• Articles written for a specific professional audience (such as teachers, business managers, animators, computer scientists) may be scholarly, or they may be technical/trade articles. Technical/trade articles usually do not, but sometimes may, go through a peer review process.
  • The key characteristic of a scholarly article is that it reports original research or original theory. The word "original" means that the author or authors have done the research study or have developed the theory or model that they are reporting. This content is critical for distinguishing scholarly articles from technical/trade articles. While technical/trade articles are very useful for keeping their audience up-to-date about tools, techniques, and news that help them do their jobs better, these articles do not report original research.
  • Some secondary characteristics MUST be found in any scholarly article but may, also, be found in some technical/trade articles. A scholarly article will always have a bibliography, because the author(s) must demonstrate  knowledge of pre-existing relevant research by others and must show how their research contributes to existing knowledge.  However, a technical/trade article may also include a bibliography, so this characteristic (having a bibliography) cannot be used on its own to distinguish technical/trade from scholarly articles.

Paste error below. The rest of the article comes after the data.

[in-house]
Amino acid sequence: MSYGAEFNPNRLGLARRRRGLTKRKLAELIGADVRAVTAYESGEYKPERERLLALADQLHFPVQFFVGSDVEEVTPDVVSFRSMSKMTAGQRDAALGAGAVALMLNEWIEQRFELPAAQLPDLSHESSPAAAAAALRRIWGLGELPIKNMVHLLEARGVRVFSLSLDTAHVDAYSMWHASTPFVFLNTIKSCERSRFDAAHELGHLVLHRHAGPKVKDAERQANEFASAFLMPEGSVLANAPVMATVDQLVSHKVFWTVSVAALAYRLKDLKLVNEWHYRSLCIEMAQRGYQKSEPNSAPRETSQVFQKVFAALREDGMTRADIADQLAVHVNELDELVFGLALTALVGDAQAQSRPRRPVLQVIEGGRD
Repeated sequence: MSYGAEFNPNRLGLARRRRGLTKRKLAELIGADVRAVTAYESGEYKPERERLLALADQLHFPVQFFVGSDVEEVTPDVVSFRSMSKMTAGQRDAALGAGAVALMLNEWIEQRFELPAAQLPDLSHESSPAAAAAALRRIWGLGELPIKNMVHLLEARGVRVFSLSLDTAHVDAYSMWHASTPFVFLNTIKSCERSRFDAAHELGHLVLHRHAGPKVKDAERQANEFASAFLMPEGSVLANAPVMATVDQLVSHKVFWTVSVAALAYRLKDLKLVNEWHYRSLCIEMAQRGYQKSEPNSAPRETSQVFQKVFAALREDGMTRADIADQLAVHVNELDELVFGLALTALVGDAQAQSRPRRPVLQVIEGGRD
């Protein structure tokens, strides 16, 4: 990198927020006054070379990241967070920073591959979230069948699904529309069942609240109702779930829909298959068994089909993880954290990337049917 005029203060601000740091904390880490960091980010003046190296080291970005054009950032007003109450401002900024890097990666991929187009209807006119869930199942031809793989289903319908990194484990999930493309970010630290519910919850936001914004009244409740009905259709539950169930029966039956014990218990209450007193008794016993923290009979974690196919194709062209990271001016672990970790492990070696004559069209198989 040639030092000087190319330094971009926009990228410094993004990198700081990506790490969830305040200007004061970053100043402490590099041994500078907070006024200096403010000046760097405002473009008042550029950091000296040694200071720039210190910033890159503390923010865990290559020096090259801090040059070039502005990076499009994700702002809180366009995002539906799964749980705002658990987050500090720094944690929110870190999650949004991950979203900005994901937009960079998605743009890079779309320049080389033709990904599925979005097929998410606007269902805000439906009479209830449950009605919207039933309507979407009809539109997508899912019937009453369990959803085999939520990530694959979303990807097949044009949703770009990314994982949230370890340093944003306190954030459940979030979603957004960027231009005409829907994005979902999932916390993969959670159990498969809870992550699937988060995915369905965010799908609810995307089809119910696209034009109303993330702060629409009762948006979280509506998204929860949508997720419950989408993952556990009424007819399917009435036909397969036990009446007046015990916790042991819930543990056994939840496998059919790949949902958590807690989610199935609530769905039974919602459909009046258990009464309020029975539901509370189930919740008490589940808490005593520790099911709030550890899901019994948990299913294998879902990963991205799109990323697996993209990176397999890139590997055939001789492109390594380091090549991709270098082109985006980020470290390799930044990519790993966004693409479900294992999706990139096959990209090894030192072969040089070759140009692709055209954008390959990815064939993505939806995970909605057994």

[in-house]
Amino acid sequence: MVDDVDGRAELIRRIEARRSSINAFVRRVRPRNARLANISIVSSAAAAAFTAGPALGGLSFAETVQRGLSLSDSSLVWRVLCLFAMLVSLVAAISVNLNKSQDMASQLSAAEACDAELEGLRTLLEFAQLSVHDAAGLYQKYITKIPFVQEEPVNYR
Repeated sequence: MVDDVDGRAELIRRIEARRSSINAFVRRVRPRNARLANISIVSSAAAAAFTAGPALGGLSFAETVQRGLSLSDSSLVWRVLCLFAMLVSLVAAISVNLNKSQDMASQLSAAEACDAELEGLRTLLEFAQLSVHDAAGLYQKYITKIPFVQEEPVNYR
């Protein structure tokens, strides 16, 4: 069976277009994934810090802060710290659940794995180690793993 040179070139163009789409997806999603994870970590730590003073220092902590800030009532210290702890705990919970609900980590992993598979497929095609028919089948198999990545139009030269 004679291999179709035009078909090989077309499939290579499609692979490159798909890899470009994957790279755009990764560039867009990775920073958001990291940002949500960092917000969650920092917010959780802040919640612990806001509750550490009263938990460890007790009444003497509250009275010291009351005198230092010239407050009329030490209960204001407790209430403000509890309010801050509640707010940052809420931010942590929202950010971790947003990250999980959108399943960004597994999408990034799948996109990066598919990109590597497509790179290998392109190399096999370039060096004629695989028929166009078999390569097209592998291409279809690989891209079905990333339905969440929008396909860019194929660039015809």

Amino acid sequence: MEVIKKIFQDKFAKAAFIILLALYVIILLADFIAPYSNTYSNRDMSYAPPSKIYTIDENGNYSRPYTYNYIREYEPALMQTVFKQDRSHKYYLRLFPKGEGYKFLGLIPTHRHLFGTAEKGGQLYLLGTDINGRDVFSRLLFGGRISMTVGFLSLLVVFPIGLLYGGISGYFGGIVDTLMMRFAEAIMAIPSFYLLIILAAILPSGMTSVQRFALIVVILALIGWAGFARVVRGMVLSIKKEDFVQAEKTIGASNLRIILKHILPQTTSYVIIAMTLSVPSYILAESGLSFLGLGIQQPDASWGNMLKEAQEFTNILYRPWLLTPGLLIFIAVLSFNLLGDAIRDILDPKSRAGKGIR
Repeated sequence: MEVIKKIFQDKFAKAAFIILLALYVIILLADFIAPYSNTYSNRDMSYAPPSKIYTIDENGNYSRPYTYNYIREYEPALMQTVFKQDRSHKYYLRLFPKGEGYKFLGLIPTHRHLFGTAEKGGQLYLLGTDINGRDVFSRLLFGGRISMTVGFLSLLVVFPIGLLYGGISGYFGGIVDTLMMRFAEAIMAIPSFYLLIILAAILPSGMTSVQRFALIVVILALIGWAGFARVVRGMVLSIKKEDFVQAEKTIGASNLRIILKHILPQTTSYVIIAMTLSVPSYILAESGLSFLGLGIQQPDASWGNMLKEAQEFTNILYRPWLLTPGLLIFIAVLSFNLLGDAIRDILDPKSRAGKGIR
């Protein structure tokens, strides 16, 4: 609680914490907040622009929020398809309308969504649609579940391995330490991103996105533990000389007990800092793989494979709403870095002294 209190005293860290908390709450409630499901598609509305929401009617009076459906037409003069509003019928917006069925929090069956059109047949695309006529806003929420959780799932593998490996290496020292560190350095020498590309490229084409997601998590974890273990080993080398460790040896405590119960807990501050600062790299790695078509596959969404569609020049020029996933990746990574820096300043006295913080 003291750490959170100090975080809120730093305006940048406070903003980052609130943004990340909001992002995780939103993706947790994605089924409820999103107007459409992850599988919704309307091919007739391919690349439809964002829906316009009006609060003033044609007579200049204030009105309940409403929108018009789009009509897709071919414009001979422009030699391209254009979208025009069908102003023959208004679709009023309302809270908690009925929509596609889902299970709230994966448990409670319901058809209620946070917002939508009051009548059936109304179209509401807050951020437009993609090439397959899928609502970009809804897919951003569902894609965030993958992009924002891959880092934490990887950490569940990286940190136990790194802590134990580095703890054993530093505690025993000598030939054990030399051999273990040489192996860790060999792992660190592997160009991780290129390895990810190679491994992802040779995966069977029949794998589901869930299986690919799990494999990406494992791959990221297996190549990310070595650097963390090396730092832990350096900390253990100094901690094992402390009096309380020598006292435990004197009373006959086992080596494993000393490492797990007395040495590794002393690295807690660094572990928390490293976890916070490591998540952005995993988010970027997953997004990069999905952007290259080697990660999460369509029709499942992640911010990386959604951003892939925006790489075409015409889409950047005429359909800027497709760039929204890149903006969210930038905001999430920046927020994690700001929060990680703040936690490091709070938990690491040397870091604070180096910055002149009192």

• Original research studies tend to have a similar format (although this can vary by discipline) that includes introduction, literature review, methods, results, and discussion. When you see this format, you can assume the article is scholarly. Also, when an author refers to "this study" or "this research," that's a clue that the author is reporting original research. Of course, a bogus article could be written in this format to appear to be scholarly when it's not, so it does matter that the source of the article is a reputable journal or journal website or that you found it using a reputable research database.
  • The easiest way to know that an article is scholarly (though not necessarily peer-reviewed) is to find it using a source that only includes scholarly articles. Research databases for specific disciplines will often include only (or primarily) scholarly articles. For example, PubMed (for health and medicine) and Physical Education Index fall into this category. However, other discipline-specific research databases may contain a mix of scholarly and technical/trade articles, so you'll need to evaluate whether any given article is scholarly or not.
  • Research databases that include articles that range from popular and substantial news articles to scholarly articles -- such as Academic Search Premier in EBSCOhost or Proquest Research Library -- will often include a search option to limit your search to only scholarly articles. Use this feature to eliminate popular articles and save time, but be aware that the search results may include the non-scholarly articles (editorials, opinion pieces) that are sometimes included in scholarly journals; or it may in some other way mis-identify an article as scholarly. You'll need to evaluate whether the article you select actually is scholarly.